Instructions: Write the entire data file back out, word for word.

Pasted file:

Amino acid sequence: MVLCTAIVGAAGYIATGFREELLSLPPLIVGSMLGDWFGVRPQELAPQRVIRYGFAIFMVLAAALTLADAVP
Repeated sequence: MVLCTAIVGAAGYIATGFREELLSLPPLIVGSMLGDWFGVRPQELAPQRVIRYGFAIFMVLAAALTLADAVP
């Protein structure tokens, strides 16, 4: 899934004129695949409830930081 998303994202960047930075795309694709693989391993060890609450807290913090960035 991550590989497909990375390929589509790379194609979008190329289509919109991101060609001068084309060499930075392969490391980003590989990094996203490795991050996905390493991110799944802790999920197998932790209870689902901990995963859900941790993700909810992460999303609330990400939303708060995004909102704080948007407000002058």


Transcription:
Amino acid sequence: MVLCTAIVGAAGYIATGFREELLSLPPLIVGSMLGDWFGVRPQELAPQRVIRYGFAIFMVLAAALTLADAVP
Repeated sequence: MVLCTAIVGAAGYIATGFREELLSLPPLIVGSMLGDWFGVRPQELAPQRVIRYGFAIFMVLAAALTLADAVP
């Protein structure tokens, strides 16, 4: 899934004129695949409830930081 998303994202960047930075795309694709693989391993060890609450807290913090960035 991550590989497909990375390929589509790379194609979008190329289509919109991101060609001068084309060499930075392969490391980003590989990094996203490795991050996905390493991110799944802790999920197998932790209870689902901990995963859900941790993700909810992460999303609330990400939303708060995004909102704080948007407000002058």